But what really struck me as intriguing was the use in both novels of an older woman to stand as an unwitting guardian to the younger girl, by trying to usurp the protagonist’s desire. In Lolita, Dolores’ mother, Charlotte, repeatedly comes between Humbert and her daughter in a competitive attempt to win his love. Completely blind to the attraction Humbert has for his Lolita, Charlotte nevertheless sends her daughter away, out of the house, eventually away to camp, in order to have their self-effacing lodger to herself. In the end, of course, Humbert agrees to marry her, seduced only by the thought of what easy access to Lolita such an arrangement will provide. In The Thorn Birds, Father Ralph is in unwilling thrall to rich Mary Carson, the doyenne of the region, on whom his hopes for a big donation to the Catholic church reside. Before Mary transports her brother and his family (including Meggie, her niece) to live at Drogheda with her, she provides Ralph with the only female company he enjoys, although it comes in the form of barbed, combative conversation. Mary is in her 60s and knows that this in itself would prevent Ralph from desiring her, although she nurses a fierce, unrequited passion for him. It is Mary who sees and fears the intimacy growing between Ralph and Meggie, and she hates her niece for being able to enjoy the genuinely loving companionship she shares with the priest.
But here’s where the differences arise that make all the difference: In Lolita, Charlotte is a stupid, unobservant woman, worthy only of Humbert’s pity and his shuddering physical dislike. He can’t even feel passionate enough about her to murder her when the opportunity arises, although he toys with the idea. And although Charlotte is only a middle-aged woman, the signs of ageing are drawn with delicate revulsion and lingered upon. In The Thorn Birds, the two female characters are more polarized in age, Meggie still very much a child, with Mary Carson a distinctly older woman, but Mary has intelligence and cunning and is more than a match for Ralph. If she can’t love him, then she’ll torture him, and this she achieves with notable success. In Lolita, Humbert describes himself as a spider in the middle of his web, throwing out silken strands in order to track Lolita’s progress through the house. In The Thorn Birds, that spider analogy goes to Mary Carson, sitting in the middle of her estate and manipulating the lives of all those around her. And so, Lolita reveals itself as a thoroughly misogynist text, all women condemned as innocent victims of clever males, despicable and worthless creatures once the initial bloom of beauty has faded. Whereas The Thorn Birds, by contrast, shows a much more even-handed attribution of power; women have as much right to money, intelligence and authority as men. And so for all that Lolita may be the literary classic, and proud of its pedigree, my vote so far goes to The Thorn Birds, a supposedly trashy family saga that never descends into unredeemable ugliness.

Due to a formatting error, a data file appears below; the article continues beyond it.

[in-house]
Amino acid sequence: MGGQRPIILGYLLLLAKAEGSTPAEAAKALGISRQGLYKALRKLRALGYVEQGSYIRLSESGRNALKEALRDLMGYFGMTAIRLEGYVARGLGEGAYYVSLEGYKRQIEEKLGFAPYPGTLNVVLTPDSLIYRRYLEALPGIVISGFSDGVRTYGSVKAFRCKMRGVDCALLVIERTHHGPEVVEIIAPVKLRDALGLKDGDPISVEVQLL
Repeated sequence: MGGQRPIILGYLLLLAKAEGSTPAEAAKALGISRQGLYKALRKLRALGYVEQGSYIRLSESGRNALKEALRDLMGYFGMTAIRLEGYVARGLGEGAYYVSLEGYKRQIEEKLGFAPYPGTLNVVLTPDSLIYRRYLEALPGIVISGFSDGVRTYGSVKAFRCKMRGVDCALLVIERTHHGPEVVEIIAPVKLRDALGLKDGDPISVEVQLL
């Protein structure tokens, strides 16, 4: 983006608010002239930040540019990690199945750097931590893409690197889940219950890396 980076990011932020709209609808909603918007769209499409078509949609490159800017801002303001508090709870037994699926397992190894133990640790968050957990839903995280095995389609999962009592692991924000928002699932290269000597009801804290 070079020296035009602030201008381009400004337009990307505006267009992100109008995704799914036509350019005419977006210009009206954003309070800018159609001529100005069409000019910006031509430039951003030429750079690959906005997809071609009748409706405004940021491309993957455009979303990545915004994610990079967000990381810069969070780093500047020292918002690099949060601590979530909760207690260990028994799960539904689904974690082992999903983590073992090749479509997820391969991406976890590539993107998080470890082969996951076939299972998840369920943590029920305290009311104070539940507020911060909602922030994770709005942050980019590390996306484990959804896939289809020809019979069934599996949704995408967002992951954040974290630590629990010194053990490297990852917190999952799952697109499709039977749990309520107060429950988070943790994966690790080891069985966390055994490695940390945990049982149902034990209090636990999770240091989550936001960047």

But I’m only halfway through both books, so we’ll see how it all goes.
On an entirely different note, I’m sorry to be so behind in my comments on this site – it’s just that everyone has been writing such interesting things, I feel I should set aside quality time to respond. And so it hasn’t happened. But I will certainly get to them later in the day.